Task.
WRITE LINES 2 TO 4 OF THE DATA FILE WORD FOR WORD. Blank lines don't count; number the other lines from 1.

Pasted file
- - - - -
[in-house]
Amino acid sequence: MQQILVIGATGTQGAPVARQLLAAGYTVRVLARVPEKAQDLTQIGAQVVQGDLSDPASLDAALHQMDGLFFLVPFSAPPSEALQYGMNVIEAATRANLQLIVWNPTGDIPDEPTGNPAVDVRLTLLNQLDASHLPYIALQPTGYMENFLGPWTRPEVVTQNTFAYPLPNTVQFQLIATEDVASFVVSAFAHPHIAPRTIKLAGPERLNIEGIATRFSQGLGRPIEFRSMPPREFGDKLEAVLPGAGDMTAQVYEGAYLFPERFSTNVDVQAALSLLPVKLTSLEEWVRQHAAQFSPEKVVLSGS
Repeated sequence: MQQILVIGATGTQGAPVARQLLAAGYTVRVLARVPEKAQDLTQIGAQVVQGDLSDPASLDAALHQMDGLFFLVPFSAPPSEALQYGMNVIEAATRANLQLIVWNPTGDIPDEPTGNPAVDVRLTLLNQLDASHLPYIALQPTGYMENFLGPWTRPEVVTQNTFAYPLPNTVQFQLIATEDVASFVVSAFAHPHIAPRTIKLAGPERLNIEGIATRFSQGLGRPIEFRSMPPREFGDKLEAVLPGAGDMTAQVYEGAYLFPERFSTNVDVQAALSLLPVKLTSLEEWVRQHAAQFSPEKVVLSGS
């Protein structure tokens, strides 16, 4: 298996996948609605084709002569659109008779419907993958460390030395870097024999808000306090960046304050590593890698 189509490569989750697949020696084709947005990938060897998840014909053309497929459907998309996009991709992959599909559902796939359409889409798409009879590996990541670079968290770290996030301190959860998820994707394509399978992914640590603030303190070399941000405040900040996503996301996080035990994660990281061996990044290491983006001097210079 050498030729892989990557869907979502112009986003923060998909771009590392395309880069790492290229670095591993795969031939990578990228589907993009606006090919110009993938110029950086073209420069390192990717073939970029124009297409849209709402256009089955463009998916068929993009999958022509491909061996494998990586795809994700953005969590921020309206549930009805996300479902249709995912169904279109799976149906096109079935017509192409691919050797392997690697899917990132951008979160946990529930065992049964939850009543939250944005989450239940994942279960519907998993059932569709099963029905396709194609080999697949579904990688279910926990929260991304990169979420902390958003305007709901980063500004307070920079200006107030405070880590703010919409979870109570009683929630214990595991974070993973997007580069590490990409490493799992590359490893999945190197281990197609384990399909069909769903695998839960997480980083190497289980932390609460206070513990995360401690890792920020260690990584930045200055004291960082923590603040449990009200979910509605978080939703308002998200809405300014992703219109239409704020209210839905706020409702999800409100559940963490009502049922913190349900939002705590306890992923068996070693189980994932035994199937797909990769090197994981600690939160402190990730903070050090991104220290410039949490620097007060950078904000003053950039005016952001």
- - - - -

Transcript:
Amino acid sequence: MQQILVIGATGTQGAPVARQLLAAGYTVRVLARVPEKAQDLTQIGAQVVQGDLSDPASLDAALHQMDGLFFLVPFSAPPSEALQYGMNVIEAATRANLQLIVWNPTGDIPDEPTGNPAVDVRLTLLNQLDASHLPYIALQPTGYMENFLGPWTRPEVVTQNTFAYPLPNTVQFQLIATEDVASFVVSAFAHPHIAPRTIKLAGPERLNIEGIATRFSQGLGRPIEFRSMPPREFGDKLEAVLPGAGDMTAQVYEGAYLFPERFSTNVDVQAALSLLPVKLTSLEEWVRQHAAQFSPEKVVLSGS
Repeated sequence: MQQILVIGATGTQGAPVARQLLAAGYTVRVLARVPEKAQDLTQIGAQVVQGDLSDPASLDAALHQMDGLFFLVPFSAPPSEALQYGMNVIEAATRANLQLIVWNPTGDIPDEPTGNPAVDVRLTLLNQLDASHLPYIALQPTGYMENFLGPWTRPEVVTQNTFAYPLPNTVQFQLIATEDVASFVVSAFAHPHIAPRTIKLAGPERLNIEGIATRFSQGLGRPIEFRSMPPREFGDKLEAVLPGAGDMTAQVYEGAYLFPERFSTNVDVQAALSLLPVKLTSLEEWVRQHAAQFSPEKVVLSGS
């Protein structure tokens, strides 16, 4: 298996996948609605084709002569659109008779419907993958460390030395870097024999808000306090960046304050590593890698 189509490569989750697949020696084709947005990938060897998840014909053309497929459907998309996009991709992959599909559902796939359409889409798409009879590996990541670079968290770290996030301190959860998820994707394509399978992914640590603030303190070399941000405040900040996503996301996080035990994660990281061996990044290491983006001097210079 050498030729892989990557869907979502112009986003923060998909771009590392395309880069790492290229670095591993795969031939990578990228589907993009606006090919110009993938110029950086073209420069390192990717073939970029124009297409849209709402256009089955463009998916068929993009999958022509491909061996494998990586795809994700953005969590921020309206549930009805996300479902249709995912169904279109799976149906096109079935017509192409691919050797392997690697899917990132951008979160946990529930065992049964939850009543939250944005989450239940994942279960519907998993059932569709099963029905396709194609080999697949579904990688279910926990929260991304990169979420902390958003305007709901980063500004307070920079200006107030405070880590703010919409979870109570009683929630214990595991974070993973997007580069590490990409490493799992590359490893999945190197281990197609384990399909069909769903695998839960997480980083190497289980932390609460206070513990995360401690890792920020260690990584930045200055004291960082923590603040449990009200979910509605978080939703308002998200809405300014992703219109239409704020209210839905706020409702999800409100559940963490009502049922913190349900939002705590306890992923068996070693189980994932035994199937797909990769090197994981600690939160402190990730903070050090991104220290410039949490620097007060950078904000003053950039005016952001």